Verification Modulo Theories was originally proposed in the Rich-Model Toolkit meeting held in Turin in 2011 (see slides below).
Since then, a format has been defined (see definition of the VMT format in the nuXmv manual, page 130), and is now supported by the the nuXmv model checker.
The VMT format is an extension of the SMT-LIBv2 (SMT2 for short) format to represent symbolic transition systems. VMT exploits the capability offered by the SMT2 language of attaching annotations to terms and formulas in order to specify the components of the transition system and the properties to verify. More specifically, the following annotations are used:
- :next name is used to represent state variables. For each variable x in the model, the VMT file contains a pair of variables, xc and xn, representing respectively the current and next version of x. The two variables are linked by annotating xc with the attribute :next xn. All the variables that are not in relation with another by means of a :next attribute are considered inputs.
- :init true is used to specify the formula for the initial states of the model. This formula should contain neither next-state variables nor input variables. (The “dummy” value true in the annotation is needed because the current SMT2 standard requires annotations to always have an associated value.)
- :trans true is used to specify the formula for the transition relation.
- :invar-property idx is used to specify invariant properties, i.e. formulas of the form Gp, where p is the formula annotated with :invar-property. The non-negative integer idx is a unique identifier for the property.
- :live-property idx is used to specify an LTL property of the form F Gp, where p is the formula annotated with :live-property. The non-negative integer idx is a unique identifier for the property.
In a VMT file, only annotated terms and their sub-terms are meaningful. Any other term is ignored. Moreover, only the following commands are allowed to occur in VMT files:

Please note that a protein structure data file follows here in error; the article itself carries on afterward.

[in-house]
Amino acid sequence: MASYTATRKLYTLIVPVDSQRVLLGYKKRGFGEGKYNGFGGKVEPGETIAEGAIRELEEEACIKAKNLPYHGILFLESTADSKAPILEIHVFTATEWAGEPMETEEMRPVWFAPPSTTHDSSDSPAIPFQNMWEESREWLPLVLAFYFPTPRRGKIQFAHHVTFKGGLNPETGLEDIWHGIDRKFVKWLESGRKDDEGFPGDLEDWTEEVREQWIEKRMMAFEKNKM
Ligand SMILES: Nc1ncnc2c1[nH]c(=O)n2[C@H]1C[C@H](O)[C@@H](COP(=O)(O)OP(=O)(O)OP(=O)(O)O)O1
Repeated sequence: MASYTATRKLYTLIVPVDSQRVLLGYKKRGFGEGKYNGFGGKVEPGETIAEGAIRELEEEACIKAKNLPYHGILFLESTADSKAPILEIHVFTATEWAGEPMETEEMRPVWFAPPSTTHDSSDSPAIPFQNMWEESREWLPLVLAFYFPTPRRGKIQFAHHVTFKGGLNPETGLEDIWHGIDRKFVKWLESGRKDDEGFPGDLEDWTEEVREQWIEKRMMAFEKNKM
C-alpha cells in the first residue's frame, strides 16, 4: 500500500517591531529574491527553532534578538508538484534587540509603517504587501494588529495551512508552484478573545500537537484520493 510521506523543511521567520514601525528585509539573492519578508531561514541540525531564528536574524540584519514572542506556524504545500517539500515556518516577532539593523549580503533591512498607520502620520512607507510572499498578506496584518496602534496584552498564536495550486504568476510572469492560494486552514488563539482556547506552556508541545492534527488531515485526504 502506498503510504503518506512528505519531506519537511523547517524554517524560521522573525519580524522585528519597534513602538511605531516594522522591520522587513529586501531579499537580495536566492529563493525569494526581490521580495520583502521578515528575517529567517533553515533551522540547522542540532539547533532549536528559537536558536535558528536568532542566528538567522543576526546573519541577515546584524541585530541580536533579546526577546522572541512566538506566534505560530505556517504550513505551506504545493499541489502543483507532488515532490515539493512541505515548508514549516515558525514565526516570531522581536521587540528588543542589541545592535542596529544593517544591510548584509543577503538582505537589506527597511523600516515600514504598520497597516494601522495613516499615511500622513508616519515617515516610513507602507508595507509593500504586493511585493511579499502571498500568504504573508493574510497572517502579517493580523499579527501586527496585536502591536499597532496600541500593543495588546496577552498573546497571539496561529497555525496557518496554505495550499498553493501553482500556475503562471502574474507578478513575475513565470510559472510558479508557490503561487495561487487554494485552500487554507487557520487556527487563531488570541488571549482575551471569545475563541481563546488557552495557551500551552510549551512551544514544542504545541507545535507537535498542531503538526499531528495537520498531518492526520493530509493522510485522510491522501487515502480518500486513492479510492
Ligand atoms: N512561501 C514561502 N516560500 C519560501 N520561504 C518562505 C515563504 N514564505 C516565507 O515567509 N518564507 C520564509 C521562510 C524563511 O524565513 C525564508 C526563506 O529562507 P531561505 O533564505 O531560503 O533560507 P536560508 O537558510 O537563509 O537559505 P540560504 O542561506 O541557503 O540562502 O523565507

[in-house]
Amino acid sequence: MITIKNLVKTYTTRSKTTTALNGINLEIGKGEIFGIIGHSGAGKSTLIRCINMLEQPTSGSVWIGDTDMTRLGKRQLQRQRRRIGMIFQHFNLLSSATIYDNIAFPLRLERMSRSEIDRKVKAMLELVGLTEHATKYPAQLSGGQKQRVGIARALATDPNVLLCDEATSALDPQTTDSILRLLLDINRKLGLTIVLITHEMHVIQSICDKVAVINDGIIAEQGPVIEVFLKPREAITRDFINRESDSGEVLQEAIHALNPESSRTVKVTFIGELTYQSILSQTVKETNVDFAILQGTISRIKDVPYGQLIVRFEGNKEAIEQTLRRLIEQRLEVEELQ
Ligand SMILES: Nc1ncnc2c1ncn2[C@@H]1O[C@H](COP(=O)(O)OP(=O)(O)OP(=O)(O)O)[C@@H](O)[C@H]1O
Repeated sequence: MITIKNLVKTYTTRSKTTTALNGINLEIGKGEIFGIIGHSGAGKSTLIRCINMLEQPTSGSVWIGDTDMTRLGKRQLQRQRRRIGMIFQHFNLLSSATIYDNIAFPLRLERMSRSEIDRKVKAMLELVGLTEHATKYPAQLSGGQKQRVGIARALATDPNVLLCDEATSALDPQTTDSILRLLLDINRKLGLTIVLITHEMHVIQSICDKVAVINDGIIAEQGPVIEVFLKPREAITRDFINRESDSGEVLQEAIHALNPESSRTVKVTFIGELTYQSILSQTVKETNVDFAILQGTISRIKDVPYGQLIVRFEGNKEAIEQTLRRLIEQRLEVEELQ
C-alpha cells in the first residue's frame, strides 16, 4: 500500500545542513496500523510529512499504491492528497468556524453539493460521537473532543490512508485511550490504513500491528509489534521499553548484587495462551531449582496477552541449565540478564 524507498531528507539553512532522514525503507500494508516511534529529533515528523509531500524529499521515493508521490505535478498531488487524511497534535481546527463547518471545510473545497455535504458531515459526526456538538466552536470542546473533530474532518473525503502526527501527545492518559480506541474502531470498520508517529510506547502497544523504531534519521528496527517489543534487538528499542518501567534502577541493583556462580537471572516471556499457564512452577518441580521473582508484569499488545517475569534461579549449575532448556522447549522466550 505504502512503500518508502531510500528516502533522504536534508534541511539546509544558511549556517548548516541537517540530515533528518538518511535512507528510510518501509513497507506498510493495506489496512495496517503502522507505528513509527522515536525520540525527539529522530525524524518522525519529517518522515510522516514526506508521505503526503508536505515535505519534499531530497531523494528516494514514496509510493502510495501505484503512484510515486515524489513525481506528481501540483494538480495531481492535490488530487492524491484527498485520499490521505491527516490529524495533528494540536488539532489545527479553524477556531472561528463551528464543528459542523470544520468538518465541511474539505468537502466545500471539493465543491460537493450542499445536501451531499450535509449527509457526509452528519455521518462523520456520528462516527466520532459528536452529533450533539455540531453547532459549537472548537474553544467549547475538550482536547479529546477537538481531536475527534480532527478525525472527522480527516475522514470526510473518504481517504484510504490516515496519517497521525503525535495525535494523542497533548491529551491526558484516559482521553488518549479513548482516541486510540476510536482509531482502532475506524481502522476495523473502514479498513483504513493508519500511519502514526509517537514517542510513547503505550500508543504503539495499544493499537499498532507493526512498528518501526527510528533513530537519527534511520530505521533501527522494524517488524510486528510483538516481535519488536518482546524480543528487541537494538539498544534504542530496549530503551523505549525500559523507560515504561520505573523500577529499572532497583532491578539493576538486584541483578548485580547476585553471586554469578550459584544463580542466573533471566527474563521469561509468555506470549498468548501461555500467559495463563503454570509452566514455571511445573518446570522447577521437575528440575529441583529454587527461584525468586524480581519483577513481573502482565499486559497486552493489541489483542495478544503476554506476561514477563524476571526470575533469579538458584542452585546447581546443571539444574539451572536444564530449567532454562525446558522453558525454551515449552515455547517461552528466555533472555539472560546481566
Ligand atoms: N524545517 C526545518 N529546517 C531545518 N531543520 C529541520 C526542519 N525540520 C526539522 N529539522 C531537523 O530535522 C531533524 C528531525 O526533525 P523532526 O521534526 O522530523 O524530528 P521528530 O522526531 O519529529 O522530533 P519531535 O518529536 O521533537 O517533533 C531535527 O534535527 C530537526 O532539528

set-logic, set-option, declare-sort, define-sort, declare-fun, define-fun (For convenience, an additional (
assert true) command is allowed to appear at the end of the file).
The following example shows a simple NUXMV model and its corresponding VMT translation.
Since the SMT2 format (and thus also the VMT one that inherits from SMT2) does not allow to annnotate the declaration of variables, it is a good practice to insert immediately after the declaration of the variables a set of defines to specify the relations among variables. See for instance the define .sv0 in the example above that introduces the relation between x and xn
In the future, the VMT-LIB initiative will result in a collection of model checking benchmarks for infinite-state transition systems, and in pyVMT, a toolset based on extensions of the pySMT library.
vmt-tools is a collection of tools for working with the VMT format. Currently, the following tools are provided:
- vmt.py: parsing and printing of transition systems in the VMT format.
- vmt2btor.py: converter from VMT to the BTOR2 format.
- btor2vmt.py: converter from BTOR to VMT.
- vmt2horn.py: converter from VMT to Constrained Horn Clauses.
- vmt2nuxmv.py: converter from VMT to the SMV dialect of nuXmv.
- ltl2vmt.py: a tool to convert a :ltl-property into a :live-property specification (by compiling them into symbolic tableaux which are then put in product with the transition system).